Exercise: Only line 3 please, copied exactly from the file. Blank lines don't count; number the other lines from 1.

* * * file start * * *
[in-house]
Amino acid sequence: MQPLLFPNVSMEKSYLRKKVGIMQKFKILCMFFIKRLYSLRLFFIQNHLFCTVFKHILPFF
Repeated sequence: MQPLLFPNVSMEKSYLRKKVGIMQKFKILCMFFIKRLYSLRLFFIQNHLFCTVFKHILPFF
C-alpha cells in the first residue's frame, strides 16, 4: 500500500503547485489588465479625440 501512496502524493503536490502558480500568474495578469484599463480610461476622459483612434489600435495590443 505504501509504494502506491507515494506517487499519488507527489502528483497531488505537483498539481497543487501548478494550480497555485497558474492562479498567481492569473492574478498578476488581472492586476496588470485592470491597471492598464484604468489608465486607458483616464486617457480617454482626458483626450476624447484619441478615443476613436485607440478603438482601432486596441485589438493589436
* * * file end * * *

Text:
Repeated sequence: MQPLLFPNVSMEKSYLRKKVGIMQKFKILCMFFIKRLYSLRLFFIQNHLFCTVFKHILPFF